A nineteen year old, convicted on charges of burgling in 2005, was denied a berth in two prestigious colleges despite A-grades at A level. He had already served a four-month community service ruling for the offense.
Majid Ahmed, 19, of Little Horton, in Bradford, West Yorks had committed an offence in 2005. He was determined to turn a new leaf and studied hard to score A grades at A level.
When he applied to study medicine, two reputed colleges, The Imperial College in London and the University of Manchester rejected his application last year on grounds of conduct. The boy battled it out and finally received the good news of his admission into Manchester, in September this year.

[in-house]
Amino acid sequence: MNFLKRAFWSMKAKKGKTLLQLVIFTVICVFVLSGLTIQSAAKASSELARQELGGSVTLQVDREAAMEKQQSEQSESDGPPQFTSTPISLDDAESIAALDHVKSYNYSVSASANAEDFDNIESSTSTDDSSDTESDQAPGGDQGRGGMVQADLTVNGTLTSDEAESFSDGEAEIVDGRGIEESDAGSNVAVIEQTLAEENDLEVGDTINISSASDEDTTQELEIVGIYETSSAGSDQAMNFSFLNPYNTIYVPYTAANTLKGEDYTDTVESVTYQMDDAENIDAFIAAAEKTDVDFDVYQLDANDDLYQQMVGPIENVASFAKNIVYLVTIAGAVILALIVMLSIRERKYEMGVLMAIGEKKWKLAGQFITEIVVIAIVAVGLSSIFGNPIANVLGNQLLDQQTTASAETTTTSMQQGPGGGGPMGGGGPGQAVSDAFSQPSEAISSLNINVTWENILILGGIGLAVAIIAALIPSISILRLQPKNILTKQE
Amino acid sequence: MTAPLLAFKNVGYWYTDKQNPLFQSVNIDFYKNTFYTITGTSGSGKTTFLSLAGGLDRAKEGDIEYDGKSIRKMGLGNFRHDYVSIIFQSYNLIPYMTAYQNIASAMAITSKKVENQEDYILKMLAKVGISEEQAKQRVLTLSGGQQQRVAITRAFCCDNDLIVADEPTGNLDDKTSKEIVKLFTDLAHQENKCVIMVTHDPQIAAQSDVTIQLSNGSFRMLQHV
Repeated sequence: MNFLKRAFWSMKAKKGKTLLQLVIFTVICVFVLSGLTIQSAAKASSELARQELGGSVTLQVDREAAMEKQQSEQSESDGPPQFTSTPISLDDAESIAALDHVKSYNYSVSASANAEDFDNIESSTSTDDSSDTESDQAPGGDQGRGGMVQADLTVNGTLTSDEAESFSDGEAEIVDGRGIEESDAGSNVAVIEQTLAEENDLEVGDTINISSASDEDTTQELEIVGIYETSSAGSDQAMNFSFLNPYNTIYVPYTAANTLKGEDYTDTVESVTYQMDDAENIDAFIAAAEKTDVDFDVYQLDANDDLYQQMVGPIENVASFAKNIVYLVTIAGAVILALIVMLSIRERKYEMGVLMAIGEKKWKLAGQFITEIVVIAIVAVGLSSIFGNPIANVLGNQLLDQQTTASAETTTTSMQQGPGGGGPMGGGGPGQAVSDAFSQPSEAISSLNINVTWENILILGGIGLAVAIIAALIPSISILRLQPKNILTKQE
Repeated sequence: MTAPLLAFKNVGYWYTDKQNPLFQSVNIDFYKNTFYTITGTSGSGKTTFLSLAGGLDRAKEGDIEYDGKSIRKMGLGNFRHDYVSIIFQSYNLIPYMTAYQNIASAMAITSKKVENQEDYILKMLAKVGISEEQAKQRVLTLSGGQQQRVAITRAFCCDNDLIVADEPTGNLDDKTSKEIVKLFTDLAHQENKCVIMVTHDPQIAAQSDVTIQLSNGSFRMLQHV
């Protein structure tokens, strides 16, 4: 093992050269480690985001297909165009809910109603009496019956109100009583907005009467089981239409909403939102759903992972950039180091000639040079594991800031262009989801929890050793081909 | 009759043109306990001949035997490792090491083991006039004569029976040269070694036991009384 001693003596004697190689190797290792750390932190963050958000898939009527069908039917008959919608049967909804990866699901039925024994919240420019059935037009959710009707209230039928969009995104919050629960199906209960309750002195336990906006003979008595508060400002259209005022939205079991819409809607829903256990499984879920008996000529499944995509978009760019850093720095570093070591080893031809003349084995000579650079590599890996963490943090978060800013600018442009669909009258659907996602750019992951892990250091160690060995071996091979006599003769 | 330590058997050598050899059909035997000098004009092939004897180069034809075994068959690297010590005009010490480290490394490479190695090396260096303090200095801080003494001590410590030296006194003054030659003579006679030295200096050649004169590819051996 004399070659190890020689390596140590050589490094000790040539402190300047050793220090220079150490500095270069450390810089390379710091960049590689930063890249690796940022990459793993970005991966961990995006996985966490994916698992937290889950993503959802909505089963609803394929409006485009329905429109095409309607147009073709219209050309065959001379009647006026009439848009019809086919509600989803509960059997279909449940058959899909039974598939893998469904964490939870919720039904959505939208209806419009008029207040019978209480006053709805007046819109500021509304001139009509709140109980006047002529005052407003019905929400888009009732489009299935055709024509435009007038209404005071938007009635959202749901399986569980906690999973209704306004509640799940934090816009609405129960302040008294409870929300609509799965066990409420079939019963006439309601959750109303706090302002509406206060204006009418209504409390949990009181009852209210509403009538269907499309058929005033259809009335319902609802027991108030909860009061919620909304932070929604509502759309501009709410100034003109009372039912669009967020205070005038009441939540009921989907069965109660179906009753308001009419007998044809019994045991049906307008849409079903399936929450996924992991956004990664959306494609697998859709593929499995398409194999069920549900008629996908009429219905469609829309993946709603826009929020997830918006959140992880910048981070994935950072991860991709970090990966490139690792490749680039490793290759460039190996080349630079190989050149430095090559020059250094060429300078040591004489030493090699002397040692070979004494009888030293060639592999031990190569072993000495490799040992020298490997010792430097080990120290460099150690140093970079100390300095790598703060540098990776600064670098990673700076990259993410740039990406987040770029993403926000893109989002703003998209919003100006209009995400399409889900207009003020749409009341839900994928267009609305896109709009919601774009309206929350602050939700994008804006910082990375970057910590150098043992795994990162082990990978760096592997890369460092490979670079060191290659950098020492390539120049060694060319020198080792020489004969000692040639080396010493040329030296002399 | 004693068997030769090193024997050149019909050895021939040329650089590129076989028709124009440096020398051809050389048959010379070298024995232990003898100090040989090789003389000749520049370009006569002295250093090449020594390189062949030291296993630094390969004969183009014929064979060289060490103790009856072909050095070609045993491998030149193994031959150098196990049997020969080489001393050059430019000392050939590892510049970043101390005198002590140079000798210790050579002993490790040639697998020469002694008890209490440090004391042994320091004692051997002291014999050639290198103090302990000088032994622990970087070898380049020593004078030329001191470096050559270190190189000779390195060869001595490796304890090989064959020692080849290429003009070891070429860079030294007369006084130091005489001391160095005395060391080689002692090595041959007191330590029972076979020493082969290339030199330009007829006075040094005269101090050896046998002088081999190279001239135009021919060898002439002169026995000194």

Close to realizing a dream, Majid said, "I'm ecstatic. This shows people, that determination and perseverance do pay off. And if you think you've been mistreated by a university, fight your cause."
Imperial College had denied him a seat for medicine, though for most courses conviction did not stand in the way. Yet, in the case of medicine, doctors have a responsibility to society.
However, The General Medical Council confirmed that in the admission procedure to study medicine, the criminal records, if any, of applicants are studied in detail and a decision is taken only after the assessment of risks.